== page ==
The past two decades have seen an increase in interest and activity in vision screening of preschool children, an effort directed toward the detection of treatable eye defects, especially amblyopia. Articles written for the lay public have recently been challenged for accepting a falsely high incidence of amblyopia, and the value of early detection of amblyopia has been questioned.1
Variations in the reported incidence of amblyopia are traceable to many factors, including the sample screened, the test used in screening, and the criterion adopted for the definition of amblyopia.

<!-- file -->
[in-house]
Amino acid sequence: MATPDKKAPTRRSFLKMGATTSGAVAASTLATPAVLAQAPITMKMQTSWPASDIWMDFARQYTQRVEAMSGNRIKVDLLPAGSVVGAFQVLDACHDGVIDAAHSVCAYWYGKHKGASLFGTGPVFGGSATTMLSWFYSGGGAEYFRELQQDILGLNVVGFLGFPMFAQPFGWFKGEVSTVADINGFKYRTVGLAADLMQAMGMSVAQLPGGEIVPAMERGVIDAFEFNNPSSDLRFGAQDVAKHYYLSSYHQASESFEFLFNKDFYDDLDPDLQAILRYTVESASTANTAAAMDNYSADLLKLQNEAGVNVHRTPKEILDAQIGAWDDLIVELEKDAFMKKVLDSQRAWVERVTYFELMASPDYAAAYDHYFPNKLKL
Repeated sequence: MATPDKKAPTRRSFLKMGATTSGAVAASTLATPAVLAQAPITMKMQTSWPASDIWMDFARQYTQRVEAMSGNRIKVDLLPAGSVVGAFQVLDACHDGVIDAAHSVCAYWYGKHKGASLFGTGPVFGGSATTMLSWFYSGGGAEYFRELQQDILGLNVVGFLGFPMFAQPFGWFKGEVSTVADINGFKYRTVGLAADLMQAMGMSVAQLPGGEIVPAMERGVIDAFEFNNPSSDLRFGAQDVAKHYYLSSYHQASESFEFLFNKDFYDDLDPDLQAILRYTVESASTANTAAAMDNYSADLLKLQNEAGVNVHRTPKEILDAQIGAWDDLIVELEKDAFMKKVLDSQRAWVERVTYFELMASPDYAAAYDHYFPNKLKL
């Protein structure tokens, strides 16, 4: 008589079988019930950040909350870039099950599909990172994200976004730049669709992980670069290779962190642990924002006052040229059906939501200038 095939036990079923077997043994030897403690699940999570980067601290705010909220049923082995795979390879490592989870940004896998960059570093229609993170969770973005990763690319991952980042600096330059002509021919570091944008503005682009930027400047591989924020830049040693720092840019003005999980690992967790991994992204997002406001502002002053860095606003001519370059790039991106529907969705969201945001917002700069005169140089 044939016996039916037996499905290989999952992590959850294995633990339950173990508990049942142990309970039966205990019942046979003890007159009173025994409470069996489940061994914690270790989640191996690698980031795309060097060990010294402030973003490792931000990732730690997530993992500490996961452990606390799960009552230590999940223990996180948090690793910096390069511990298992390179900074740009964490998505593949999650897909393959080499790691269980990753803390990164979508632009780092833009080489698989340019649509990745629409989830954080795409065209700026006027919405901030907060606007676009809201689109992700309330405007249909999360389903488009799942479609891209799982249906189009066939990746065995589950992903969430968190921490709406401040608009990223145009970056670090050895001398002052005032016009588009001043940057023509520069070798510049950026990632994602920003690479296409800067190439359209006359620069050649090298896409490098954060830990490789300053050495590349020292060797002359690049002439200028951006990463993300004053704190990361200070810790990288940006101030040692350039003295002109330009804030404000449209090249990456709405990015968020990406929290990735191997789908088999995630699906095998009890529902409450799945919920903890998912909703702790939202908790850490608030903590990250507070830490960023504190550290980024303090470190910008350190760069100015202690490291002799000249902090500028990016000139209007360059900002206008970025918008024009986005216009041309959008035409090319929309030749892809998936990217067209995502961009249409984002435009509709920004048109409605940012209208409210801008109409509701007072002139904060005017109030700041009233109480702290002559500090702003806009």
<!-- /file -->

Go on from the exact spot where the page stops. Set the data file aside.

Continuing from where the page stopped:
Studies of military and clinic populations project a falsely high indication of the incidence of amblyopia at most levels of its definition.2 Studies with isolated letters or characters minimize the difference in acuity between an individual's two eyes in comparison with the same letters or characters arranged in lines on a chart. Small differences detected by single targets are,